The International Association for the Study of Pain published a clinical update on Fetal Pain in June 2006. Their conclusion was that : The available scientific evidence makes it possible, even probable, that fetal pain perception occurs well before late gestation. Those attempting to deny or delay its occurrence must offer conclusive evidence for the absence of fetal pain at given levels of maturity.
In April 2006, it was reported by the Journal of Neuroscience that a team from University College London found that a premature babies feel pain after analysing brain scans taken when blood samples were being drawn. Lead researcher Professor Maria Fitzgerald said: "We have shown for the first time that the information about pain reaches the brain in premature babies.
Previous research had shown that premature babies are capable of displaying behavioural, physiological and metabolic signs of pain and distress.
However, the measures were all indirect and could be dismissed as bodily reflex reactions, rather than measures of true pain experience. Researchers conducted brain scans on 18 babies in the neonatal unit at the Elizabeth Garrett Anderson and Obstetric Hospital in central London.
The scientists registered the brain activity in the babies - aged between 25 and 45 weeks from conception - before, during and after nurses performed blood tests using a heel lance.
The results showed a surge of blood and oxygen in the sensory area of their brains, meaning the pain was processed in the higher levels of the brain, the team said.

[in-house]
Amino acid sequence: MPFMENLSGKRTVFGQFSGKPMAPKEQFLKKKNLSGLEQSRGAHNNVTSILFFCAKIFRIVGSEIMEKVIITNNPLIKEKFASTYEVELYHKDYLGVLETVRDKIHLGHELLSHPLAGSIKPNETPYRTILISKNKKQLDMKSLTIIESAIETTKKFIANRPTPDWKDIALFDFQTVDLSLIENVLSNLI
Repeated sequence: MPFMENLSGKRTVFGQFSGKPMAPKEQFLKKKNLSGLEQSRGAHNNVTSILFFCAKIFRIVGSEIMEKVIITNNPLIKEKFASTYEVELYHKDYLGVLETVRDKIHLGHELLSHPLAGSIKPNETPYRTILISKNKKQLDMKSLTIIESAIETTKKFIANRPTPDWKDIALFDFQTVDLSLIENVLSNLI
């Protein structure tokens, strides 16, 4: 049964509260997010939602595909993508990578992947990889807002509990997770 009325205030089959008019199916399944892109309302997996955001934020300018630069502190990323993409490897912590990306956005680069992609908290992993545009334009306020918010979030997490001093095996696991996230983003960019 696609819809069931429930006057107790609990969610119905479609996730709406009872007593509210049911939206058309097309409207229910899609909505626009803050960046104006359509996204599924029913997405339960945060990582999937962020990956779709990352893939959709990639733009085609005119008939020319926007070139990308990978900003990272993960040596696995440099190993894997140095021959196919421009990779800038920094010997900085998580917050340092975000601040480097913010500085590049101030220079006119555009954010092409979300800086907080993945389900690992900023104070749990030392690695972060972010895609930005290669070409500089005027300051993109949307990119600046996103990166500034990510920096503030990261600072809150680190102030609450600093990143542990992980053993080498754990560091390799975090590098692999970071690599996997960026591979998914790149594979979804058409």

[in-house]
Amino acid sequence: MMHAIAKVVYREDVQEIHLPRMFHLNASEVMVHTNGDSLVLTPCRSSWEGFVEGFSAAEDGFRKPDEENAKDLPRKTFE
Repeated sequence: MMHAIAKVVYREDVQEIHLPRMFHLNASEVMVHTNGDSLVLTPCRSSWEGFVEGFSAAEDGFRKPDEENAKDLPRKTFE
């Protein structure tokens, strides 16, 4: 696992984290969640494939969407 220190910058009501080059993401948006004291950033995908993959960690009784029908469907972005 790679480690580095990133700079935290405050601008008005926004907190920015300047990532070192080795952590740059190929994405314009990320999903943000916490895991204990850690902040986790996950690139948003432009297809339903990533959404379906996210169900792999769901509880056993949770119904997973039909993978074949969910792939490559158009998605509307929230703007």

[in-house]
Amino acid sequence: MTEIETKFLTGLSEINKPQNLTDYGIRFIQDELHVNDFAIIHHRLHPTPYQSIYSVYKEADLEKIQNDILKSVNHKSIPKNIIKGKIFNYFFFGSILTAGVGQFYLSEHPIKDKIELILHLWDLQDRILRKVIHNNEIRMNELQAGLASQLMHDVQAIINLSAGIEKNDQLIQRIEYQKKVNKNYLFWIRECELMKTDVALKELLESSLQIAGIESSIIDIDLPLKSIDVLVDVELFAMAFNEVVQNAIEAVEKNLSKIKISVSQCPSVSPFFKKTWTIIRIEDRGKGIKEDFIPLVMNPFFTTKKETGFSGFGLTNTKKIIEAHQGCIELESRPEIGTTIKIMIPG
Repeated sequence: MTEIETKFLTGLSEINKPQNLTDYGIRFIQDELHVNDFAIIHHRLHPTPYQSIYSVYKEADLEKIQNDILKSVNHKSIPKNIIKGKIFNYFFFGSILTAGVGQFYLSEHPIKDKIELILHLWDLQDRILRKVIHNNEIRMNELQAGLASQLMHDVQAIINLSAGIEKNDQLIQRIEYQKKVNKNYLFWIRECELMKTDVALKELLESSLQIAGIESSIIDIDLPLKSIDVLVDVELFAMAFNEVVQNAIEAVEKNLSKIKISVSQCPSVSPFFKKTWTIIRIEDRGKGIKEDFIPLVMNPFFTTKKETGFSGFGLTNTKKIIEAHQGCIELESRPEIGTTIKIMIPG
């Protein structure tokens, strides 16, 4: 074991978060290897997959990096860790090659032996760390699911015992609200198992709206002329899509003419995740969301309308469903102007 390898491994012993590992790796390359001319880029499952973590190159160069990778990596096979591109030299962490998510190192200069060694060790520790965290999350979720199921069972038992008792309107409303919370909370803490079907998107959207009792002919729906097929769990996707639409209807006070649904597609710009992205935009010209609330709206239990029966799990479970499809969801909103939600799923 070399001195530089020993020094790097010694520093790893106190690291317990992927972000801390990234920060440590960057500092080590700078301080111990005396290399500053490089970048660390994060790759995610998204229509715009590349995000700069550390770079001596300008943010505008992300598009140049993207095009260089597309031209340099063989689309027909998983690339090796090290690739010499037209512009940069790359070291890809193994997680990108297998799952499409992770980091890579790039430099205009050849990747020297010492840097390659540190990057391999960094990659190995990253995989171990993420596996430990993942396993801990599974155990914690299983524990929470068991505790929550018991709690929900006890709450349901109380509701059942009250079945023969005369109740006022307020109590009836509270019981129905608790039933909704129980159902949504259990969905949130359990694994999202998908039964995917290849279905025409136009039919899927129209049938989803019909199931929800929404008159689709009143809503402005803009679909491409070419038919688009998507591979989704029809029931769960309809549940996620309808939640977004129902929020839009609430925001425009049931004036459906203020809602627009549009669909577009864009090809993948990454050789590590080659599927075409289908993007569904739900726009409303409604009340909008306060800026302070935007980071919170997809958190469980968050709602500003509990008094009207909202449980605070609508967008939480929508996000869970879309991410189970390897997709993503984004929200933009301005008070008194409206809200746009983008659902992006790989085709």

The team claimed the implications of the findings were clear, saying there was a potential for pain experience to influence brain development.
A study which findings were published in the journal, Archives of Disease in Childhood - Fetal and Neonatal Edtion, revealed that unborn babies cry within the womb. Ultrasound videos taken of infants within the womb revealed 28-week-old babies crying in response to a noise stimulus.
A report from the Parliamentary Pro-Life Group in the UK published in 2000 found that the unborn foetus is capable of feeling pain from the tenth week of pregnancy. The report of findings by 15 scientists from Britain, Ireland and Australia said that foetuses can experience pain earlier than previously thought. Of the 165,000 abortions carried out in England and Wales each year, about 100,000 are performed at nine weeks or later.
The report, runs counter to evidence presented in an official review by Maria Fitzgerald, Professor of Neurodevelopmental Biology at University College Hospital, London, which was commissioned by the Health Department. Her review, Foetal Pain - An Update of Current Scientific Knowledge, published in May 1995, concluded that there was no evidence that the foetus could feel pain earlier than 26 weeks because its brain and neurological system were not sufficiently developed.